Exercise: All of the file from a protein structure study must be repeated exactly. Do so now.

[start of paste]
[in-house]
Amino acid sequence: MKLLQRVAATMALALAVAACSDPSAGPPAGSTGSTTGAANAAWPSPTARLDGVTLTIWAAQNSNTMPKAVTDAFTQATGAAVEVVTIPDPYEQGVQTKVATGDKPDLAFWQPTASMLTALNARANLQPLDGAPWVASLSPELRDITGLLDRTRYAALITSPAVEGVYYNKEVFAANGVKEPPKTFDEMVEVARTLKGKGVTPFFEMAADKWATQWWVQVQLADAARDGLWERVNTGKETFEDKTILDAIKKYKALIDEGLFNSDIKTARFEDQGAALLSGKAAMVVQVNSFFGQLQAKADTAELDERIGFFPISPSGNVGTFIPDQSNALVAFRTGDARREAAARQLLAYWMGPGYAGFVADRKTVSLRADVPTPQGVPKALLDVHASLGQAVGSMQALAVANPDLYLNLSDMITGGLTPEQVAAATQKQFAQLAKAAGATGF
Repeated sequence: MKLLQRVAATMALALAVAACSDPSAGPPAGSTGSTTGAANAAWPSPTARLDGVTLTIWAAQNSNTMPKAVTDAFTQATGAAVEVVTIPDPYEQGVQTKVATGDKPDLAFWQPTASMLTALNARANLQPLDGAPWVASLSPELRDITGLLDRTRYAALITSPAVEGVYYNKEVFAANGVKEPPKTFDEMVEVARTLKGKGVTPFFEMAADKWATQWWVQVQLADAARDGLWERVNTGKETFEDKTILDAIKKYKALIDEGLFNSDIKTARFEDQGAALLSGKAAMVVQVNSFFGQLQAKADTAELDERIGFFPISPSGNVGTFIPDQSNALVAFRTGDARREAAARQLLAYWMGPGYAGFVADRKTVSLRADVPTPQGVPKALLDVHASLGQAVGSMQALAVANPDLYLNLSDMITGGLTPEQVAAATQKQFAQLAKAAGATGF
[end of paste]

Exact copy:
[in-house]
Amino acid sequence: MKLLQRVAATMALALAVAACSDPSAGPPAGSTGSTTGAANAAWPSPTARLDGVTLTIWAAQNSNTMPKAVTDAFTQATGAAVEVVTIPDPYEQGVQTKVATGDKPDLAFWQPTASMLTALNARANLQPLDGAPWVASLSPELRDITGLLDRTRYAALITSPAVEGVYYNKEVFAANGVKEPPKTFDEMVEVARTLKGKGVTPFFEMAADKWATQWWVQVQLADAARDGLWERVNTGKETFEDKTILDAIKKYKALIDEGLFNSDIKTARFEDQGAALLSGKAAMVVQVNSFFGQLQAKADTAELDERIGFFPISPSGNVGTFIPDQSNALVAFRTGDARREAAARQLLAYWMGPGYAGFVADRKTVSLRADVPTPQGVPKALLDVHASLGQAVGSMQALAVANPDLYLNLSDMITGGLTPEQVAAATQKQFAQLAKAAGATGF
Repeated sequence: MKLLQRVAATMALALAVAACSDPSAGPPAGSTGSTTGAANAAWPSPTARLDGVTLTIWAAQNSNTMPKAVTDAFTQATGAAVEVVTIPDPYEQGVQTKVATGDKPDLAFWQPTASMLTALNARANLQPLDGAPWVASLSPELRDITGLLDRTRYAALITSPAVEGVYYNKEVFAANGVKEPPKTFDEMVEVARTLKGKGVTPFFEMAADKWATQWWVQVQLADAARDGLWERVNTGKETFEDKTILDAIKKYKALIDEGLFNSDIKTARFEDQGAALLSGKAAMVVQVNSFFGQLQAKADTAELDERIGFFPISPSGNVGTFIPDQSNALVAFRTGDARREAAARQLLAYWMGPGYAGFVADRKTVSLRADVPTPQGVPKALLDVHASLGQAVGSMQALAVANPDLYLNLSDMITGGLTPEQVAAATQKQFAQLAKAAGATGF